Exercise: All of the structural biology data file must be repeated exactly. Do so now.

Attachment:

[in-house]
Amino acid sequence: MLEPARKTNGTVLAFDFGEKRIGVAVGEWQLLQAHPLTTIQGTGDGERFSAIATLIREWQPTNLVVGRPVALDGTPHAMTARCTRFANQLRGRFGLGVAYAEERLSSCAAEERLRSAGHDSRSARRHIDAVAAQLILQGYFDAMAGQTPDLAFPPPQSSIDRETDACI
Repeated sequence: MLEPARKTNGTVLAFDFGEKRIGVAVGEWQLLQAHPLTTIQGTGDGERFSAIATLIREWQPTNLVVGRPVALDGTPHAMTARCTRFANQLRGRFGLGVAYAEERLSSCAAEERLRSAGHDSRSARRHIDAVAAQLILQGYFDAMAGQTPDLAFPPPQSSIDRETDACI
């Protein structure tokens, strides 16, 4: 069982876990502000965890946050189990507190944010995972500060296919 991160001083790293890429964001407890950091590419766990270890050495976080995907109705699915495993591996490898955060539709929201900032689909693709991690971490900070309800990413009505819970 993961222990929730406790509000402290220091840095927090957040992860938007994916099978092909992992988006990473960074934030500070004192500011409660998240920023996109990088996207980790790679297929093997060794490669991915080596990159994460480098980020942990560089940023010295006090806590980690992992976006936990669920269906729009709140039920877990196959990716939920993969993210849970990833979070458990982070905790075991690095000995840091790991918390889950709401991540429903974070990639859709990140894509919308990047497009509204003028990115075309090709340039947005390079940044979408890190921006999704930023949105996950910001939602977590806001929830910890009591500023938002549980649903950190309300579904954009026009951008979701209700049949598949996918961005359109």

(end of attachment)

[in-house]
Amino acid sequence: MLEPARKTNGTVLAFDFGEKRIGVAVGEWQLLQAHPLTTIQGTGDGERFSAIATLIREWQPTNLVVGRPVALDGTPHAMTARCTRFANQLRGRFGLGVAYAEERLSSCAAEERLRSAGHDSRSARRHIDAVAAQLILQGYFDAMAGQTPDLAFPPPQSSIDRETDACI
Repeated sequence: MLEPARKTNGTVLAFDFGEKRIGVAVGEWQLLQAHPLTTIQGTGDGERFSAIATLIREWQPTNLVVGRPVALDGTPHAMTARCTRFANQLRGRFGLGVAYAEERLSSCAAEERLRSAGHDSRSARRHIDAVAAQLILQGYFDAMAGQTPDLAFPPPQSSIDRETDACI
């Protein structure tokens, strides 16, 4: 069982876990502000965890946050189990507190944010995972500060296919 991160001083790293890429964001407890950091590419766990270890050495976080995907109705699915495993591996490898955060539709929201900032689909693709991690971490900070309800990413009505819970 993961222990929730406790509000402290220091840095927090957040992860938007994916099978092909992992988006990473960074934030500070004192500011409660998240920023996109990088996207980790790679297929093997060794490669991915080596990159994460480098980020942990560089940023010295006090806590980690992992976006936990669920269906729009709140039920877990196959990716939920993969993210849970990833979070458990982070905790075991690095000995840091790991918390889950709401991540429903974070990639859709990140894509919308990047497009509204003028990115075309090709340039947005390079940044979408890190921006999704930023949105996950910001939602977590806001929830910890009591500023938002549980649903950190309300579904954009026009951008979701209700049949598949996918961005359109």